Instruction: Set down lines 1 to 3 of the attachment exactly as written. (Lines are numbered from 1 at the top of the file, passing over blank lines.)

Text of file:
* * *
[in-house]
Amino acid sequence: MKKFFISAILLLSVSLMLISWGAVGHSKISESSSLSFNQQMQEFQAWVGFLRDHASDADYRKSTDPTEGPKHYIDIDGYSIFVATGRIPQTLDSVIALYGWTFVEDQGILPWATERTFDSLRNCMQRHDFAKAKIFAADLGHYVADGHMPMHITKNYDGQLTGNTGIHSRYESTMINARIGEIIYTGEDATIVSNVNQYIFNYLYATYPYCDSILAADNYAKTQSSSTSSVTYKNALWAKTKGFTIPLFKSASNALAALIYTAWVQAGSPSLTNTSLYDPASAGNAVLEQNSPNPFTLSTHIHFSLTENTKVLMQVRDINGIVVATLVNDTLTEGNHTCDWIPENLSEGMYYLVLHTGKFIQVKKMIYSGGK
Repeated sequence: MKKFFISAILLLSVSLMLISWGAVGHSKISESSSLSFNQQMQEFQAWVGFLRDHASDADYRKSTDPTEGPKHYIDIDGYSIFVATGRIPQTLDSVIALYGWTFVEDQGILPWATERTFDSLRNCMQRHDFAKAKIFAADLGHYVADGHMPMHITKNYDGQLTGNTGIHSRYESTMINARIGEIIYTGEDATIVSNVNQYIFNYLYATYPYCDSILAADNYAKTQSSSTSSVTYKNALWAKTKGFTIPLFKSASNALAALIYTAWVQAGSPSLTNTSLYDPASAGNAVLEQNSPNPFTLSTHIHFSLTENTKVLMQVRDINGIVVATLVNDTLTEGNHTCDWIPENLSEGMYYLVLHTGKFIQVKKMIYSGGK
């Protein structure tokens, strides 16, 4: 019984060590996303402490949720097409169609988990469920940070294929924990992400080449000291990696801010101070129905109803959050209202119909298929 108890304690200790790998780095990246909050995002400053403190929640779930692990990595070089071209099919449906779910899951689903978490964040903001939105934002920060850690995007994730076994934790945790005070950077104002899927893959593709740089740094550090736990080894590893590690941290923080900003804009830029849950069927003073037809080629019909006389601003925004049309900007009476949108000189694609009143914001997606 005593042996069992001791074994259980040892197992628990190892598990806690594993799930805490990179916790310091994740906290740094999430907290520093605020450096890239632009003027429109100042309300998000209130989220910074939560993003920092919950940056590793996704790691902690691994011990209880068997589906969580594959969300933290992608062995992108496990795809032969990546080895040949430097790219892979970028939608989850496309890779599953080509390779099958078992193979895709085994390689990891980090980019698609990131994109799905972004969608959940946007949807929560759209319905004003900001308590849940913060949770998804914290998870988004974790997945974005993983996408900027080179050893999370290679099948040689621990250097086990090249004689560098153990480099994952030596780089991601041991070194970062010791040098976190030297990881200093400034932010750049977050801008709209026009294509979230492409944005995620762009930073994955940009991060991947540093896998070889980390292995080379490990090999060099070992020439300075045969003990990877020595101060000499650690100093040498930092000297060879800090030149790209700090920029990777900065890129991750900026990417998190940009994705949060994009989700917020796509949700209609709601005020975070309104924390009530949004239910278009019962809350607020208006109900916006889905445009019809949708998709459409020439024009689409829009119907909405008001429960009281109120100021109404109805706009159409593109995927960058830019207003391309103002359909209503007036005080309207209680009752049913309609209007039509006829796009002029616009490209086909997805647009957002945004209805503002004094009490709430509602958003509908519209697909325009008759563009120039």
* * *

[in-house]
Amino acid sequence: MKKFFISAILLLSVSLMLISWGAVGHSKISESSSLSFNQQMQEFQAWVGFLRDHASDADYRKSTDPTEGPKHYIDIDGYSIFVATGRIPQTLDSVIALYGWTFVEDQGILPWATERTFDSLRNCMQRHDFAKAKIFAADLGHYVADGHMPMHITKNYDGQLTGNTGIHSRYESTMINARIGEIIYTGEDATIVSNVNQYIFNYLYATYPYCDSILAADNYAKTQSSSTSSVTYKNALWAKTKGFTIPLFKSASNALAALIYTAWVQAGSPSLTNTSLYDPASAGNAVLEQNSPNPFTLSTHIHFSLTENTKVLMQVRDINGIVVATLVNDTLTEGNHTCDWIPENLSEGMYYLVLHTGKFIQVKKMIYSGGK
Repeated sequence: MKKFFISAILLLSVSLMLISWGAVGHSKISESSSLSFNQQMQEFQAWVGFLRDHASDADYRKSTDPTEGPKHYIDIDGYSIFVATGRIPQTLDSVIALYGWTFVEDQGILPWATERTFDSLRNCMQRHDFAKAKIFAADLGHYVADGHMPMHITKNYDGQLTGNTGIHSRYESTMINARIGEIIYTGEDATIVSNVNQYIFNYLYATYPYCDSILAADNYAKTQSSSTSSVTYKNALWAKTKGFTIPLFKSASNALAALIYTAWVQAGSPSLTNTSLYDPASAGNAVLEQNSPNPFTLSTHIHFSLTENTKVLMQVRDINGIVVATLVNDTLTEGNHTCDWIPENLSEGMYYLVLHTGKFIQVKKMIYSGGK